I remember picking up the first Ignite 7″ at Zed’s on one of my mid 90’s Cali trips. Hadn’t even heard of the band, but saw a sticker on the packaging that mentioned members of No For An Answer, Unity, Pushed Aside, etc, so I picked it up. What a great 7″, I was seriously blown away. No one was playing HC like that at that time. Still love that 7″ today. Ignite are one of those rare bands where I legitimately enjoy all eras, but considering the Joe and Randy material was my introduction, it’s always been my favorite. If you haven’t heard the “Scarred For Life” recordings, do yourself a favor and track them down, it’s all the Joe and Randy material on one CD, released by Lost and Found.

THE NEW YORK HARDCORE CHRONICLES – 10 QUESTIONS WITH RAY CAPPO
March 20th, 2016 by Tim

GORILLA BISCUITS VARSITY JACKET
March 18th, 2016 by Tim

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Been going back and forth with Brian over at Super 7 for the past couple days and we’re happy to help get the word out on these Gorilla Biscuits varsity jackets that are available for pre-order now. Pretty classic looking jacket, here’s more info…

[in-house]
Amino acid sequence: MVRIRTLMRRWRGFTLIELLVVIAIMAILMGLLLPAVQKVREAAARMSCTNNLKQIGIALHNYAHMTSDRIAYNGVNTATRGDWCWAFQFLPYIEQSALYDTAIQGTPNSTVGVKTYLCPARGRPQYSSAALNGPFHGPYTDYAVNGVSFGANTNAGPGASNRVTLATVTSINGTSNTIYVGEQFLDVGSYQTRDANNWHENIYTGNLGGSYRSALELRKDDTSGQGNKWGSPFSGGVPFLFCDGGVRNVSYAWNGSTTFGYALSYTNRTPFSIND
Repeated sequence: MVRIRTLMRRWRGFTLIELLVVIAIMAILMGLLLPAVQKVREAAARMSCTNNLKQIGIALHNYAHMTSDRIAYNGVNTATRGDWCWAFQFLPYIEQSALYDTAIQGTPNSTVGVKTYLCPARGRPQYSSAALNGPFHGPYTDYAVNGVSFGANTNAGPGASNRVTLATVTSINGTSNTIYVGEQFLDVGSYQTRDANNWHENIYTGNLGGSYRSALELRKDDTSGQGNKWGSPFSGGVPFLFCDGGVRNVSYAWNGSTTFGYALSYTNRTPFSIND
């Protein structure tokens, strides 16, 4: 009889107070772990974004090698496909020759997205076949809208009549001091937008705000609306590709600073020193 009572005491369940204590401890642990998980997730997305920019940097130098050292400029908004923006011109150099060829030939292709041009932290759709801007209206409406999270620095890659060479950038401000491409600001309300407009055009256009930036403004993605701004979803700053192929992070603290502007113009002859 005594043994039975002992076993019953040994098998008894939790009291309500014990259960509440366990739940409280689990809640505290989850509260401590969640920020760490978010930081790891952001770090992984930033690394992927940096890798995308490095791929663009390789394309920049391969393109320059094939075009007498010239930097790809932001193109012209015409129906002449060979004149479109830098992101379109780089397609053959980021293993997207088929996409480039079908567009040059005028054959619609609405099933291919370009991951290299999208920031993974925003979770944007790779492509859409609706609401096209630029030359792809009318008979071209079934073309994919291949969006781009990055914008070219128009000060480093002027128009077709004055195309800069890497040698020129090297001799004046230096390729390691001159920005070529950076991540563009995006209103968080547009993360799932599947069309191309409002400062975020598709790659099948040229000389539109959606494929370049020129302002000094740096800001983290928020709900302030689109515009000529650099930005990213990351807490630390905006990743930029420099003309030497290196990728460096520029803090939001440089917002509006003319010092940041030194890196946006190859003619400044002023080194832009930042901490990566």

These jackets are custom handmade by Golden Bear Sportswear in San Francisco! Golden Bear was founded in the City By The Bay in the 1920’s and began making their iconic varsity jackets in the 1950’s. Golden Bear only makes custom jackets ONCE A YEAR and for 2016 Gorilla Biscuits gets their turn.

Cotton Varsity – $295.00

Features a large embroidered Gorilla Head on the front, embroidered “87” on the left sleeve and large embroidered “Gorilla Biscuits” lettering on the back (the chenille patches are too heavy for this cotton jacket so direct embroidery is used instead). A contemporary fit banded collar cotton barracuda jacket. Scalloped back, knit cuff, waistband and collar trim. Handmade in San Francisco, USA. Available in Sizes S-XXL and in two color combinations: Navy body with grey sleeves or red body with black sleeves.

Check out Super7Store.com for ordering information

For reference a standard varsity jacket with no embellishments from Golden Bear is $495.00: GoldenBearSportsWear.com